5 Resources for the DIY Garden Designer
If you decide to DIY your own garden design, you're still going to need a little help! Fortunately, in this day and age you have access to SO MANY resouces via the Internet! Here are a few that will get you started creating your own garden design.
YouTube is great, although perhaps overwhelming, resource. There are tons and tons of videos out there that can teach you about design and show you how to create a beautiful outdoor space, no matter if that space is a yard, a balcony, or a rooftop garden! I created a playlist of design videos, so feel free to start your YouTube journey to design greatness there.
2. Garden Design Magazine
Garden Design Magazine is one of my personal favorite resources. You can definitely subscribe to the magazine itself (which is gorgeous), but there are tons of free articles on the Garden Design website as well. You'll find photo galleries that can inspire you, and articles written by designers that can show you what to do.
3. Landscape Material Calculator
Honest truth, there's a lot of math involved in landscape design. Even if you're not ready to go out there and create a garden, if you're trying to figure out your budget. . .you need to do some calculations on things like "how much mulch should I get?" or "how many annuals should I buy?" Fortunately, there are lots of material calculators out there that can help, including this Landscape Calculator. Some of the features are behind a paywall, but some basic ones, like mulch, are free. And there are lots of other calculators out there too, if this one isn't quite what you're looking for.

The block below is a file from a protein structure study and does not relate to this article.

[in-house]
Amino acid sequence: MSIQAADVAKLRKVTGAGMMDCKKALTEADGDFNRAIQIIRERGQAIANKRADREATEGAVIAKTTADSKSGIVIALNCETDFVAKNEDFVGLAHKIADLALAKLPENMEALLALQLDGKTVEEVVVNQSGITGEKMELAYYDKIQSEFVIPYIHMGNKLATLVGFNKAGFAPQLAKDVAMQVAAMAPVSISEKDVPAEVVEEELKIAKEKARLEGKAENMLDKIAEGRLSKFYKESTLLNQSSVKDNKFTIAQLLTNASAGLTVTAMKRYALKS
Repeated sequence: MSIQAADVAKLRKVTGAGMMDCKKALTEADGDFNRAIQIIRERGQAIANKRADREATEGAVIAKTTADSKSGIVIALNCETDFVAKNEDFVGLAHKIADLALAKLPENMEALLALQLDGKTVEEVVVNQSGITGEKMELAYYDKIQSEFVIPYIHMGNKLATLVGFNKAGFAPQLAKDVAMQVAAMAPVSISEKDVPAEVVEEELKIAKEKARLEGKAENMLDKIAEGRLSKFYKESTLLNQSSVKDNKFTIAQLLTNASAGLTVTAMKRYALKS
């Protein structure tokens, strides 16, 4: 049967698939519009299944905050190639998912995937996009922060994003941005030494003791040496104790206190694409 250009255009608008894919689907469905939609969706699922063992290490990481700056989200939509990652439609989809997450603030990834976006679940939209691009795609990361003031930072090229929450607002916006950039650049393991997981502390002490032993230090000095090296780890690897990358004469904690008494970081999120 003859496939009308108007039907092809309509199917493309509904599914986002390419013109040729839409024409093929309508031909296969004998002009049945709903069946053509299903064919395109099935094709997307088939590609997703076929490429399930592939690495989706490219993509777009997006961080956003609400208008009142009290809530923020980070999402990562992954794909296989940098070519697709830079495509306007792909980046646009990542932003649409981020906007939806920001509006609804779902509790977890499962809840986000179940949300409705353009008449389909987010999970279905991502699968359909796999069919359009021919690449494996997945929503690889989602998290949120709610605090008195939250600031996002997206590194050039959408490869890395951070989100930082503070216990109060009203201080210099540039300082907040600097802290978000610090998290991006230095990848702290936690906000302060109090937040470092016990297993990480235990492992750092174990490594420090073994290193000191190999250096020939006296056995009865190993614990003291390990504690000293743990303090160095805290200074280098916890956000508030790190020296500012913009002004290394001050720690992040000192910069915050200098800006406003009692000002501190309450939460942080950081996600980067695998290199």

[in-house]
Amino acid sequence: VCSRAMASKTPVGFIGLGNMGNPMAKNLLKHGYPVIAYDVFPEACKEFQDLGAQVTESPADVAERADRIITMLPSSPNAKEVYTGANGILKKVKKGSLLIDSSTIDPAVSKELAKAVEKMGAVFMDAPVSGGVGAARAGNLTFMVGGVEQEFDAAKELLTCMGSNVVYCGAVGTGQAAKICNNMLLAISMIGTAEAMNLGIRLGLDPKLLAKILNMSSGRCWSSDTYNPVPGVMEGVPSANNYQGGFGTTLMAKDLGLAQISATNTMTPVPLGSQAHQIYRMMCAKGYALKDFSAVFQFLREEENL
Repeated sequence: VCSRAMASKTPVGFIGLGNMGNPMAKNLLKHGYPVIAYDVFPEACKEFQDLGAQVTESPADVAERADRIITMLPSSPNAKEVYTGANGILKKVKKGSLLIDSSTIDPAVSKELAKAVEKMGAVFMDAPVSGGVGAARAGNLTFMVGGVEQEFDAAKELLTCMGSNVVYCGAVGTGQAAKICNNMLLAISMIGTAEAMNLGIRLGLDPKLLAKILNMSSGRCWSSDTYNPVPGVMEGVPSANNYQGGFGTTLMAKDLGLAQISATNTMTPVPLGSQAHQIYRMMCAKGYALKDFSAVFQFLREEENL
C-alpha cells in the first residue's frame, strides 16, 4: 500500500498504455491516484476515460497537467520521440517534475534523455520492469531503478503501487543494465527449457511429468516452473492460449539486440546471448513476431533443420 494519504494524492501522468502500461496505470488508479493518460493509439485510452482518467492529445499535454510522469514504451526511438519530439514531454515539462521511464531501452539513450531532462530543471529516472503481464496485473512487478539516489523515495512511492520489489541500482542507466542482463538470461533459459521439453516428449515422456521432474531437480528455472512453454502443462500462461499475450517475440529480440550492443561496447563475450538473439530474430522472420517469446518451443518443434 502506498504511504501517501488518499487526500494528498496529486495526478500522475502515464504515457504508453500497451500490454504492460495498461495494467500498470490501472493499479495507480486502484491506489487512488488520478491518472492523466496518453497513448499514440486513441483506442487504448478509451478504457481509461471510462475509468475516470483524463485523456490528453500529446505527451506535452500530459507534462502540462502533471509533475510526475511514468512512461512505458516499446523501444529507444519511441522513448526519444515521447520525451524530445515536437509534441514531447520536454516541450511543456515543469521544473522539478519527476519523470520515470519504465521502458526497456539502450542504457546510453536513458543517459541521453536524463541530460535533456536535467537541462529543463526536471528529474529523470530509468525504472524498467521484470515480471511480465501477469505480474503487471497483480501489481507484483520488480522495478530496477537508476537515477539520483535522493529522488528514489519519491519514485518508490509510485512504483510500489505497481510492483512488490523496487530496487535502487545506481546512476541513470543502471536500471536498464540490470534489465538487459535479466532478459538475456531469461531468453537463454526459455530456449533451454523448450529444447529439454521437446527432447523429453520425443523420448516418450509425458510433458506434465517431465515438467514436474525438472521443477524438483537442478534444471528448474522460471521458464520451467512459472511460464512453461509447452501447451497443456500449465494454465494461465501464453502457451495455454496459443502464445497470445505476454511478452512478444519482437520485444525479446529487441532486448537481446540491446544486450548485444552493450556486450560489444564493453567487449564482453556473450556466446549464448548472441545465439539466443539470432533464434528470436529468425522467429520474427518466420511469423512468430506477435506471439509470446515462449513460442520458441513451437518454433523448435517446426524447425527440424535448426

4. Design Software
If you want to take a step up from hand drawing your design, then it is time to consider design software! And there are lots of options out there, from free programs to ones that cost hundreds (or thousands) of dollars. With some of the more advanced programs, you'll get built in material calculators, filters to help you pick appropriate plants, and lots more. So do your research and see if one will work for you! A place to start? These reviews of some popular programs.
5. Professional Help
I know, I know, you want to DIY. But, sometimes it's good to call in a pro to help with aspects of the project. This is ESPECIALLY true if you need to do deep digging, or if you're doing some sort of hardscape project that could cost you a lot of money if you mess it up. Consider outsourcing parts of your project, and find a pro using sites like Thumbtack or Angie's List. Or, talk to your local friends, family, and neighbors to see who they recommend.